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Ancient Monkey Teeth Change Evolutionary Timeline

New research reveals a previously unknown monkey species.

By Gemma Tarlach|Thursday, December 15, 2016
RELATED TAGS: EVOLUTION
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New research reveals a previously unknown monkey species, Panamacebus transitus, which arrived in North America from South America before the Isthmus of Panama formed. P. transitus likely looked a lot like the modern capuchin monkey.
Florida Museum of Natural History/Kristen Grace

Seven fossilized monkey teeth discovered in the recent Panama Canal expansion pushed back the North American arrival date of the animals by nearly 18 million years.

Researchers have long thought that some 30 million years ago, monkeys migrated by land bridge or a raft of debris from Africa to South America — and stayed there. They headed north only after the Isthmus of Panama was fully formed, about 3.5 million years ago.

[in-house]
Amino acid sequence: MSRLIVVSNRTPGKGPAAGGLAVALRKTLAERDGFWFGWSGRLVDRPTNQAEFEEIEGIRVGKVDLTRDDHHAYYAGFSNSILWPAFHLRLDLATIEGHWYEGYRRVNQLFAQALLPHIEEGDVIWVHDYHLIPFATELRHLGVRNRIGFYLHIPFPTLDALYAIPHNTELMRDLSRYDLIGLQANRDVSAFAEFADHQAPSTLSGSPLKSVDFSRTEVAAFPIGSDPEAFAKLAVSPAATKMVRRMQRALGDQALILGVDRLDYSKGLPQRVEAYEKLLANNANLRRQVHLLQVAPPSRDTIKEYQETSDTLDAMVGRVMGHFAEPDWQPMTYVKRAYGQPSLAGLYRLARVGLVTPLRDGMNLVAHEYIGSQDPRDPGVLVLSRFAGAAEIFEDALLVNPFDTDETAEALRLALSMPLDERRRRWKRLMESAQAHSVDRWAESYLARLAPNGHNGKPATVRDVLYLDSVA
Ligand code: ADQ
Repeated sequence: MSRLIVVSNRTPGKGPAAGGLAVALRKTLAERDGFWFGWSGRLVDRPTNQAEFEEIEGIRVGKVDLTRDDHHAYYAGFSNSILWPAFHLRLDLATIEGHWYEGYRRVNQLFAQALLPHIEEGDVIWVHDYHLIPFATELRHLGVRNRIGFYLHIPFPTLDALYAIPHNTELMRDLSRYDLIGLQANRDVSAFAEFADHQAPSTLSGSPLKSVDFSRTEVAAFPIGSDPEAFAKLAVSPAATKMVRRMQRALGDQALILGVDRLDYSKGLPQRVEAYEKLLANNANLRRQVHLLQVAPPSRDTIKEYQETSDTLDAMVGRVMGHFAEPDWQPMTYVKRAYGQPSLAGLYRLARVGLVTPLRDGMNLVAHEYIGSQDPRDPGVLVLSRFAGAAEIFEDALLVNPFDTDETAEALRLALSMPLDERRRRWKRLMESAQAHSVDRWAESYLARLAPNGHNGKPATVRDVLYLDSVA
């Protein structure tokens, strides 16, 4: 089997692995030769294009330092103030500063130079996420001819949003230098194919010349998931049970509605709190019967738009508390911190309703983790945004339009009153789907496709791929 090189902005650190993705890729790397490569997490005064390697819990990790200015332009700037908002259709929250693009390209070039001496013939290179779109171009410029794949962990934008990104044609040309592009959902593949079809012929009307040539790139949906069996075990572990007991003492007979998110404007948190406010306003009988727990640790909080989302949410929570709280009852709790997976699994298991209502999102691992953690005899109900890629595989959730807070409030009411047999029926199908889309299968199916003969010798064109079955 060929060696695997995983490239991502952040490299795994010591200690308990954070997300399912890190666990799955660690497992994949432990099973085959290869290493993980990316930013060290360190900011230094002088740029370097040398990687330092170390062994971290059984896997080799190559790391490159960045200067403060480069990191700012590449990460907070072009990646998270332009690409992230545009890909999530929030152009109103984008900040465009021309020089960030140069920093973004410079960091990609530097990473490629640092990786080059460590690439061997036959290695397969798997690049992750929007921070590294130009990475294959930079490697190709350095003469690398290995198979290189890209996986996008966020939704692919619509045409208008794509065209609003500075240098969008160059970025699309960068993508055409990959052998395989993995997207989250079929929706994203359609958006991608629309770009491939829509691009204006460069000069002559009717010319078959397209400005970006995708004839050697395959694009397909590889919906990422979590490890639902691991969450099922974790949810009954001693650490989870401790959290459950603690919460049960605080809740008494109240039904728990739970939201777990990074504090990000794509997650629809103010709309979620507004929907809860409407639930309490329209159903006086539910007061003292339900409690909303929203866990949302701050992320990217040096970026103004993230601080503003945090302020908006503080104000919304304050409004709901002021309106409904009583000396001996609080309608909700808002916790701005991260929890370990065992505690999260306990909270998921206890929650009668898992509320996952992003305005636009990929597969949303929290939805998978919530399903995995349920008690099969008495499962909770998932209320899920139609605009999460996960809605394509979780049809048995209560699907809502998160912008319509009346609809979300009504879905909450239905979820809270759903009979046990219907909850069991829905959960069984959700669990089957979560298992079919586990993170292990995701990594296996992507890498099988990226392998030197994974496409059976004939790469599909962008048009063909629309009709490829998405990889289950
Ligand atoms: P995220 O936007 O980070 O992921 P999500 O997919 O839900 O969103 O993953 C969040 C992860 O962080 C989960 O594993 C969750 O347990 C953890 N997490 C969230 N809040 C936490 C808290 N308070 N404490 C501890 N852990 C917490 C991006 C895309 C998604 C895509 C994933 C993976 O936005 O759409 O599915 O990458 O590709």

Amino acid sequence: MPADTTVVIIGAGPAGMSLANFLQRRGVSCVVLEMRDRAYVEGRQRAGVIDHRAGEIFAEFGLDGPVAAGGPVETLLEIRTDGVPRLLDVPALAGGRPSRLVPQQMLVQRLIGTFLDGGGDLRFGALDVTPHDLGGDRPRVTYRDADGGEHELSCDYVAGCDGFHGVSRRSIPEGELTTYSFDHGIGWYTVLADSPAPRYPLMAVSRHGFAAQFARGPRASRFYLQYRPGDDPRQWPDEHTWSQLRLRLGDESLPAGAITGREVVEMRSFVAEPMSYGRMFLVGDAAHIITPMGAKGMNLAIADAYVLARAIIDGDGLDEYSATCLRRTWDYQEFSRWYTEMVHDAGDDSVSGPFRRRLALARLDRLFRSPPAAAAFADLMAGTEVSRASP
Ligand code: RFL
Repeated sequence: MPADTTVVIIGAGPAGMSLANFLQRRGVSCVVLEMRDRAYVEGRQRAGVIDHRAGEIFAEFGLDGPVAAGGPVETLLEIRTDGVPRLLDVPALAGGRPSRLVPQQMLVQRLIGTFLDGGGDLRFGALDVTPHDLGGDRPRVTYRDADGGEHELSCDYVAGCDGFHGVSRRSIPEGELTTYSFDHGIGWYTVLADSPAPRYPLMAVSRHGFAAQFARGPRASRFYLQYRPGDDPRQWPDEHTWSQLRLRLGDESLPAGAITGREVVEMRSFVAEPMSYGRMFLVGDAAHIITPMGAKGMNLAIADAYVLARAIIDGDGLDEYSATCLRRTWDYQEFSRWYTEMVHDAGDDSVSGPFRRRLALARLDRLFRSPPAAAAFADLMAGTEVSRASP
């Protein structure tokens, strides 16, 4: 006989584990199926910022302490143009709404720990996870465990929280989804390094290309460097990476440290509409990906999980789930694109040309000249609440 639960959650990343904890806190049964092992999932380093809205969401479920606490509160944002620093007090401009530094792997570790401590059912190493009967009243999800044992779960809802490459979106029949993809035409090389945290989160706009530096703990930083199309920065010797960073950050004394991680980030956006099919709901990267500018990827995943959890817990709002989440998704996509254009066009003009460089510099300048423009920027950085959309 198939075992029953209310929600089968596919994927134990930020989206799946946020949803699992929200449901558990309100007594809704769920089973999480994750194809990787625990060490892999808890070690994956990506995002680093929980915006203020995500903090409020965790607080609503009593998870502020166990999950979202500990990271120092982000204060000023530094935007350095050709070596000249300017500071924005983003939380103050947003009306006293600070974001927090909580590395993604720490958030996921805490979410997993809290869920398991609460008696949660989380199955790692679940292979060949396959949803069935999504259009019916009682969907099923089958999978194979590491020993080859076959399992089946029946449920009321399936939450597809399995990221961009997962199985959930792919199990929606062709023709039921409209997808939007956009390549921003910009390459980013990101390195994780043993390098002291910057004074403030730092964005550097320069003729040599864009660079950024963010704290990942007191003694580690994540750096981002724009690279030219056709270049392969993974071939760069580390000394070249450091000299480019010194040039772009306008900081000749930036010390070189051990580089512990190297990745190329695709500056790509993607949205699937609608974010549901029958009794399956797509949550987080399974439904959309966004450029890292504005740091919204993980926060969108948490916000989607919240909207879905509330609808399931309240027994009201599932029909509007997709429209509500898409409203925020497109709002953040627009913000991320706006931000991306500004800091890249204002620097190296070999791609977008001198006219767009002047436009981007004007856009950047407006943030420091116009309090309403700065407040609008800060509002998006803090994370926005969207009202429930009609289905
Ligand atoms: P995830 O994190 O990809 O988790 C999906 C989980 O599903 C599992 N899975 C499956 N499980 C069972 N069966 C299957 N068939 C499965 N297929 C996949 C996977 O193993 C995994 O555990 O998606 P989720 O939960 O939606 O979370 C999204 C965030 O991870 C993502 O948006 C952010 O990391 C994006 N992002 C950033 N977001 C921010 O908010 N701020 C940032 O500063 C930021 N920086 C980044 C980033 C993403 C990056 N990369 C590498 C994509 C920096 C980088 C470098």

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Researcher Jonathan Bloch displays the fossil teeth of the new species, found during the Panama Canal's recent expansion, in a wax jaw.
Florida Museum of Natural History/Kristen Grace

But the fossilized teeth, which belong to the newly described monkey species Panamacebus transitus, predate the Panamanian land bridge by millions of years, according to the team that published the find online in Nature in April.

The 21 million-year-old teeth were found on part of the isthmus that was a peninsula at the time. They suggest a population of P. transitus traveled miles of then-open water between South and North America, perhaps on a raft — the earliest mammals known to have made this intercontinental migration by more than 12 million years.

Sadly, the continent-hopping exploits of P. transitus were probably short-lived: They appear unrelated to any monkeys currently living in the region, indicating the pioneer population died out.

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